El Nadeem Center against Violence and Torture

Expert evaluation of the forensic reports issued in the Khaled Mohamed Said Sobhi case

Assessment issued by Duarte Nuno Vieira, Chief Forensic Pathologist, Professor of Forensic Medicine and Forensic Sciences, Head of the National Institute of Forensic Medicine of Portugal (see attached CV) and Jørgen L.Thomsen, ChiefForensic Pathologist, Professor of Forensic Medicine, Head of the Institute of Forensic Medicine of Odense (see attached CV), concerning the forensic reports dated 10th June 2010 and 27th June 2010, following the autopsies performed on Khaled Mohamed Said Sobhi on 7th and 16th June, 2010.

The opinion expressed is based upon the forensic reports indicated above (an English version was provided) and upon a set of seven photographs, of which two show Khaled Mohamed Said Sobhi alive (Photos 1 and 2 attached), 3 in the morgue from the first autopsy (Photos 3, 4 and 5 attached) and two from the second autopsy (Photos 6 and 7 attached).


1) The report of the first autopsy, performed on 7th June 2010, reveals that it did not comply with the minimum international standards for forensic autopsies and that there were numerous significant deficiencies. For example, the description of the macroscopic anatomopathological findings observed is manifestly inadequate: basic data such as the weight and individual characteristics of the various organs are not given; there was no histological study (always essential) or complementary imaging tests (which would have been very relevant in this case to prove the absence of lesions), and the dissection technique used (as shown in the description of the opening incisions provided in the second autopsy) was inadequate for the situation (for example, the neck should never have been dissected using a single mentopubic incision), etc.

The supposedly compelling diagnosis of death by asphyxia is not sufficiently supported by the data provided, and most of the aspects described, such as cyanosis or congestion, are non-specific and inconclusive on their own.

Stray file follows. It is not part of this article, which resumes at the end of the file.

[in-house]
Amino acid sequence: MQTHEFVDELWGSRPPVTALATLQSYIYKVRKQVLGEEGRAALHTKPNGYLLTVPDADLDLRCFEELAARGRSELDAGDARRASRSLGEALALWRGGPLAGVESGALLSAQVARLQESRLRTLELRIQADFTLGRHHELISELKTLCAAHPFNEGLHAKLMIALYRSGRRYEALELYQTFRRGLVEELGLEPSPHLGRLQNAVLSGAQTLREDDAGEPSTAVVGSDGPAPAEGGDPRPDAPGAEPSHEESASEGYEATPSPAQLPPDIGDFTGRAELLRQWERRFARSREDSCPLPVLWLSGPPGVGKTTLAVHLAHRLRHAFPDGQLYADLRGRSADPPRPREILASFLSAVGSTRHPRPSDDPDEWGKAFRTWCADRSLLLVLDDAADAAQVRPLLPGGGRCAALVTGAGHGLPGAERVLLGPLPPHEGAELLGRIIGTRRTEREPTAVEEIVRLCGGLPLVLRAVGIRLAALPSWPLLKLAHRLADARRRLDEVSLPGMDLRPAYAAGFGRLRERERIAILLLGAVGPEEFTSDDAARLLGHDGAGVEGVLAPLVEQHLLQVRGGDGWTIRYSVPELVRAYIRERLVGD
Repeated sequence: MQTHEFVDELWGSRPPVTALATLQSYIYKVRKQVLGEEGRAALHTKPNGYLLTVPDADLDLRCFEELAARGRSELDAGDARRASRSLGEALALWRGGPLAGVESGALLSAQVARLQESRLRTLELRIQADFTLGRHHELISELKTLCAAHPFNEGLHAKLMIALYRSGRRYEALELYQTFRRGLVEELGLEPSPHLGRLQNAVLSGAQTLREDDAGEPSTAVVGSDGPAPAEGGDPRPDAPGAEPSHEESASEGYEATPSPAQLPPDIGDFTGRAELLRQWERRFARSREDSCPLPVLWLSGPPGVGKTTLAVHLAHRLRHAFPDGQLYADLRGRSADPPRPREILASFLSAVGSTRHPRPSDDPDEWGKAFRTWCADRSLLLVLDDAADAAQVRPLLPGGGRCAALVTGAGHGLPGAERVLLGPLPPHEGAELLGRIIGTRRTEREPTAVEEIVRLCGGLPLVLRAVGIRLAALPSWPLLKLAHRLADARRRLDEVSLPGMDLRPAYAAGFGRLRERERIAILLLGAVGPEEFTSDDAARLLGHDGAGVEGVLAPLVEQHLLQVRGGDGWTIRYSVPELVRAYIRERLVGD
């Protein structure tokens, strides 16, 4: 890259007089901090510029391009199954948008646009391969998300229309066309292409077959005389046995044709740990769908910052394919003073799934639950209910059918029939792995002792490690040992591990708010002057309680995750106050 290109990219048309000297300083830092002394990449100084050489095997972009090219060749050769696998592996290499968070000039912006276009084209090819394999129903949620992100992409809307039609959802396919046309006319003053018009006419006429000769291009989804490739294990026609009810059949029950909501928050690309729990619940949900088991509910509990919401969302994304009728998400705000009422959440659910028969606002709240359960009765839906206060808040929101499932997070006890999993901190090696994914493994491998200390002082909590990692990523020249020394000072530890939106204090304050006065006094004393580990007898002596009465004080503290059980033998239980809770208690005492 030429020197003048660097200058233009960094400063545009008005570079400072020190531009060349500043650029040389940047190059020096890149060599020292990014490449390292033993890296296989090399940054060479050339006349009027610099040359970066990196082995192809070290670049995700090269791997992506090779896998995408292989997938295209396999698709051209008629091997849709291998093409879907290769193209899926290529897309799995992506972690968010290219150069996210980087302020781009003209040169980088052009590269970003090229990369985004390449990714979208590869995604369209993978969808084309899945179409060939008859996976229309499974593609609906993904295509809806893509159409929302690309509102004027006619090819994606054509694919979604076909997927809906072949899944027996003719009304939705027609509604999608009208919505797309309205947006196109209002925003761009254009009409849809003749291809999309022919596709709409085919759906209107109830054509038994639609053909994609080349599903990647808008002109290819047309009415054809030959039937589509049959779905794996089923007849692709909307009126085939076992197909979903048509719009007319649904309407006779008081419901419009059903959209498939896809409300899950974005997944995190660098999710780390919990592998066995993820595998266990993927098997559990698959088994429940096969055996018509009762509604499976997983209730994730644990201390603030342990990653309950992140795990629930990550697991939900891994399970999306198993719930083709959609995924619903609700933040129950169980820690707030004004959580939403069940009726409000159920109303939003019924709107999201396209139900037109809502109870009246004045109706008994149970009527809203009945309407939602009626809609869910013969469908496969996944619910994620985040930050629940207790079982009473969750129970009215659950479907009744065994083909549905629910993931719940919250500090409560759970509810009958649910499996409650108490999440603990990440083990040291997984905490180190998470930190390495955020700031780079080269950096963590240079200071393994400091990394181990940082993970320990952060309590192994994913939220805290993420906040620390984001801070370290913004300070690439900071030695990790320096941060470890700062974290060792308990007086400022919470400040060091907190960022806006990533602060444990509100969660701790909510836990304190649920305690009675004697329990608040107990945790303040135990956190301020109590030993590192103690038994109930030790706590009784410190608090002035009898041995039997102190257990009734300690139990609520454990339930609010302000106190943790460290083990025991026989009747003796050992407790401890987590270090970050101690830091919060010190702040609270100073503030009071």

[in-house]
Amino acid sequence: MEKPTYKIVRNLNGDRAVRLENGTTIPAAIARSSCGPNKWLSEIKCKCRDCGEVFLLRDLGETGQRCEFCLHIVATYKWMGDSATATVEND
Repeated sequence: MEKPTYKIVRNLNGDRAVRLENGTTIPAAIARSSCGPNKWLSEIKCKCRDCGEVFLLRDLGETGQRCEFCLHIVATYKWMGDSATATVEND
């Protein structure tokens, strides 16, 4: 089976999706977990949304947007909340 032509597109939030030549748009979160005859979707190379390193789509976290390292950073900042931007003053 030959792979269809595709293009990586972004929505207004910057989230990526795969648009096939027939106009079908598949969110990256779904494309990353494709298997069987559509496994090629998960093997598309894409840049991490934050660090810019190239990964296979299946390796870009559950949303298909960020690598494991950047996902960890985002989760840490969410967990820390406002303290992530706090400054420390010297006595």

2) The photographs supplied are not clear, have no reference scale and offer no detailed view of the lesions. All in all, they are disturbingly amateurish and do not fulfil the minimum requirements for forensic photography. As photographic documentation is absolutely essential in these situations, the fact that this is what has been made available is perplexing, suggesting that more reliable documentation may (should) exist. There must certainly be a photograph of the aditus laryngis with the package in place, as it would be absolutely unacceptable if one had not been taken, a fact that reinforces the superficiality of the first autopsy and the unreliability of the conclusions reached. Indeed, with these photographs, it is not possible to reach any firm conclusions, although they do raise concerns. For example, Photograph 3 seems to suggest traumatic lesions on the right lateral surface of the thorax that are not mentioned in either report.

3) Although the second report is a little more careful, it continues to have the same weaknesses and deficiencies as the first, and is much beneath the minimum international standards acceptable for forensic autopsies (cf. for example, the standards of the Minnesota Protocol or Recommendation No. R(99) 3 on the harmonisation of medico-legal autopsy rules from the Council of Europe, available in the International Journal of Legal Medicine, No. 113, 1999, pp 1-4). Given that this is a second opinion that seeks to prove the facts described in the first and compensate for its manifest inadequacies, this is even more perplexing and significant.